Everything You Need To Know About The Cost Of Living In Singapore

Many people wonder what the cost of living in Singapore is, seeing that it is always on the list of the most expensive places to live in.

Suppose you are an employee planning to accept a job offer in Singapore, moving there to start a business, or moving out to live on your own. In that case, you need to understand what your financial experience will be when working in Singapore. Some of the costs you will incur include:

Housing Costs

Getting a house is the first thing you think about when moving to a new place. Whether you want to buy a house or rent, housing cost is the biggest expense you will incur when living in Singapore. In as much as other things are expensive, housing is one of the most expensive things in Singapore.

Your budget should be a minimum of between $700 and $1,500 monthly if you want to rent, and around $1,500 to $3,000 monthly if you are buying a home and are eligible to buy an HBD property.

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Renting cost

The majority of expats rent a home, but you should know that it is not cheap. If you are alone and want to rent a condo apartment that has a shared bathroom or room in shared HDB flats, it costs between $700 and $2,000 monthly.

If you do not want to share and want to rent a one-bedroom unit or a studio apartment in an HBD condo or flat, that costs between $1,500 and $4,500 monthly.

The difference in costs depends on the type of place you want to live. HDB flats are basic but cheaper, while condo apartments are fancier and have amenities like gyms and pools but are more expensive.

Another factor that determines the price is how close the apartment is to the city center. The closer it is to the city center, the more expensive it will be. The transport in Singapore is good, so you can save some cash by renting away from the city center.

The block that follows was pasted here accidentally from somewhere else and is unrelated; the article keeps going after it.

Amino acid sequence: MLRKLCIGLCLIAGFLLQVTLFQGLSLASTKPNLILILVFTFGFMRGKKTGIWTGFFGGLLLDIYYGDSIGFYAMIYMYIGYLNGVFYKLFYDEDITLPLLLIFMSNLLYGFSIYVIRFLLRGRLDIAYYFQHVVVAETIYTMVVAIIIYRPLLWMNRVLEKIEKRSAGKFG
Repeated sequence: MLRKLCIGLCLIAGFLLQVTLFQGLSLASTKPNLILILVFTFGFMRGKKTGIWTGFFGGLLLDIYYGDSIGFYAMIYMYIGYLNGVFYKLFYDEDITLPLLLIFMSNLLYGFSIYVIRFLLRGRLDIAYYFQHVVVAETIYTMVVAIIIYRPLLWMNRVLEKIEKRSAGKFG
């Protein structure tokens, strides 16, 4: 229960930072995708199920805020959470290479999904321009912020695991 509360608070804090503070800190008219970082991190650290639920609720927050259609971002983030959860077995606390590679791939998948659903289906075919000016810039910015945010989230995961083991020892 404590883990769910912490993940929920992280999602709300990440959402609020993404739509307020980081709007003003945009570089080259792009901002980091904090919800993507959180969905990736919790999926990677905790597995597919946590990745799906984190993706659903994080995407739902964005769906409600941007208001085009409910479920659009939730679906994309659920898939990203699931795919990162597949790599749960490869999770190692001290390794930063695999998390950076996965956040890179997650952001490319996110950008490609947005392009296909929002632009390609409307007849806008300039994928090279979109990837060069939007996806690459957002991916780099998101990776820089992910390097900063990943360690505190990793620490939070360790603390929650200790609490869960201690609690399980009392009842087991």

Buying a Home

If you are a PR or Singaporean looking to get your home, you will either be looking to purchase an HDB flat or a private property. To buy an HDB flat, you must apply with your partner and be prepared to wed before getting the keys to the apartment.

New HDB properties are highly subsidised, and if you buy one, you are eligible to receive grants that they calculate depending on your income level. Prices can get very high for resale properties in more central places.

Unless you have a good income, you will need to service a large home loan if you want to buy a private property.

In general, for a resale HDB property, you can pay anywhere from $300,000 for a 3-room property. However, be prepared to spend millions for private property, with an average condo unit going for around $1 million.

If you pay a 10% down payment for your HDB or around 20% for your private property and request for a 25-year-loan, you need to pay between $1,500 and $4,500 monthly instalments for houses with the above price range.

Transportation Costs

Depending on the distance you cover daily and your preferred mode of transport, your monthly transportation cost will vary greatly. If you live close to the city center, you will use less transport cost than somebody who lives far away and still needs to come to work in the CBD.